Safeguarding Child Support Information
The Personal Responsibility and Work Opportunity Reconciliation Act of 1996 (PRWORA) created and expanded State and Federal Child Support Enforcement databases under title IV-D of the Social Security Act (the Act) and significantly enhanced access to information for title IV-D child support purposes. States are moving toward a more integrated service delivery to better serve families and further the mission of the Child Support Enforcement program, while protecting confidential data. This final rule specifies requirements for: State Parent Locator Service responses to authorized location requests; and State Child Support Enforcement program safeguards for confidential information and authorized disclosures of this information. This final rule revises certain aspects of the State Parent Locator Service; Safeguarding Child Support Information final rule published on September 26, 2008 with an effective date delayed until December 30, 2010. This final rule will prohibit the disclosure of confidential and personally identifiable information to private collection agencies and expand disclosure to child welfare programs and the Supplemental Nutrition Assistance Program (SNAP).
Office of Head Start; Statement of Organization, Functions, and Delegations of Authority
Statement of Organizations, Functions, and Delegations of Authority. The Administration for Children and Families (ACF) has reorganized the Office of Head Start (OHS). This reorganization creates the Grants and Contracts Division and the State Initiatives Division. It renames the Educational Development and Partnership Division, titling it the Education and Comprehensive Services Division. It also renames the Immediate Office of Head Start, the Office of the Director. Additionally, it renames the Policy and Budget Division, the Policy and Planning Division.
Public Comment on the Draft Tribal Consultation Policy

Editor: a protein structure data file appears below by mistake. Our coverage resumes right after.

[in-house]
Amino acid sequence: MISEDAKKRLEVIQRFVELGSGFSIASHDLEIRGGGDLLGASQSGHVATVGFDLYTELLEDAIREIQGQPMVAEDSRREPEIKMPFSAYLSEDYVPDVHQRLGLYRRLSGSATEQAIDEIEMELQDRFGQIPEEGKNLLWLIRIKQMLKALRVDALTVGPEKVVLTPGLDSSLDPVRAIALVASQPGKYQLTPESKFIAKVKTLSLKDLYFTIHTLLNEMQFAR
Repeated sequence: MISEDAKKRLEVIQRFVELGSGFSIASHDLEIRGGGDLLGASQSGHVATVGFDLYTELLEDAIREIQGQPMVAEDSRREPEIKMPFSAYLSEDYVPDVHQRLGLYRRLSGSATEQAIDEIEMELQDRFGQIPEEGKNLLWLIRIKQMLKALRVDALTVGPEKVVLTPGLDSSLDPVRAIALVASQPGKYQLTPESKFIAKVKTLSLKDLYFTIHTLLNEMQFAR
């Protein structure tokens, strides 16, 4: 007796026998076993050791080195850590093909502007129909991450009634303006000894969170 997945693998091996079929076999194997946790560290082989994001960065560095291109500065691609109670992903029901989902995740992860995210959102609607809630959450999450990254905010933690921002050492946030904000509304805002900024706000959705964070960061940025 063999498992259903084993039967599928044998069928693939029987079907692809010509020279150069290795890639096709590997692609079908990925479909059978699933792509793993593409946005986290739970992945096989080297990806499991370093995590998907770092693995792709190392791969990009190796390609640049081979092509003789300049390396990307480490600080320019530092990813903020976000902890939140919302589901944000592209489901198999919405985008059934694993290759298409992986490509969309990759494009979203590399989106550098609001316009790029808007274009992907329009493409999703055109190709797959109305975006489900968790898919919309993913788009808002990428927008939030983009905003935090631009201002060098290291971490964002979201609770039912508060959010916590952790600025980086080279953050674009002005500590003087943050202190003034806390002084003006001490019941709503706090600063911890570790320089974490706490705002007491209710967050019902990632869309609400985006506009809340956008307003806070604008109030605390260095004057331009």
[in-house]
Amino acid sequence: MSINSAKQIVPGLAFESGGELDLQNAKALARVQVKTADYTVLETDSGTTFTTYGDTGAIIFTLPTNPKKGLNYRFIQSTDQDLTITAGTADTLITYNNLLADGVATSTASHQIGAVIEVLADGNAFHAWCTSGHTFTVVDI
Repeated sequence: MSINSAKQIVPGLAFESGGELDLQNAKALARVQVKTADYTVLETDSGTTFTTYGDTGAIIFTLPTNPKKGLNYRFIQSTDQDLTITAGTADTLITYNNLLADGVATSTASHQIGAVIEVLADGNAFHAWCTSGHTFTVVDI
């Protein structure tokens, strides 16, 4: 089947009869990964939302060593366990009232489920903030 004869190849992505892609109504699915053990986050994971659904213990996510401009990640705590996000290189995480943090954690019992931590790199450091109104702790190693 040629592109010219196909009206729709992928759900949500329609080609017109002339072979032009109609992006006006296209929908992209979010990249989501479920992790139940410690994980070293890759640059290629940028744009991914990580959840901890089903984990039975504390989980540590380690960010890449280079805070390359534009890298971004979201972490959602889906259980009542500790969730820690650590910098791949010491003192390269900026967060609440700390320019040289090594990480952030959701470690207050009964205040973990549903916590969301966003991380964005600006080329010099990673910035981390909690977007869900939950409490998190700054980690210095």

On November 5, 2009, President Obama signed the ``Memorandum for the Heads of Executive Departments and Agencies on Tribal Consultation.'' The President stated that his Administration is committed to regular and meaningful consultation and collaboration with tribal officials in policy decisions that have tribal implications, including, as an initial step, through complete and consistent implementation of Executive Order 13175. The United States has a unique legal and political relationship with Indian tribal governments, established through and confirmed by the Constitution of the United States, treaties, statutes, executive orders, and judicial decisions. In recognition of that special relationship, pursuant to Executive Order 13175 of November 6, 2000, executive departments and agencies are charged with engaging in regular and meaningful consultation and collaboration with tribal officials in the development of Federal policies that have tribal implications, and are responsible for strengthening the government-to-government relationship between the United States and Indian Tribes. The Department of Health and Human Services (HHS) has taken its responsibility to comply with Executive Order 13175 very seriously over the past decade, including the initial implementation of a Department- wide policy on tribal consultation and coordination in 1997, and through multiple evaluations and revisions of that policy, most recently in 2008. Many HHS agencies have already developed their own agency-specific consultation policies that complement the Department- wide efforts. Since 2005, the Administration for Children and Families (ACF) has been working under the guidance of the HHS policy issued in 2005, and updated in 2008. Due to the various programs administered by ACF and the many requests from Tribes for consultation for specific programs, as well as specific program mandates for tribal consultation, ACF has decided to create an ACF Tribal Consultation Policy to help ACF program and regional offices better engage Federally recognized Indian Tribes in the development or revision of policies, regulations, and proposed legislation that impact American Indians. ACF firmly believes that to create a good policy, ACF needs input from Tribes to ensure that ACF is meeting tribal needs and to establish a partnership that can carry into the future. ACF solicited membership for an ACF Tribal/Federal Workgroup to develop the initial draft policy. The Workgroup met August 23 and 24, 2010, in Washington, DC, and again in Minneapolis, Minnesota, on September 16 and 17, 2010. The draft was reviewed by tribal leaders attending the ACF Tribal Consultation Session held in Washington, DC on September 29, 2010, and the Workgroup met again to address the comments heard at the Tribal Consultation Session. ACF will convene the Tribal/Federal Workgroup again to review and address the comments received from this publication.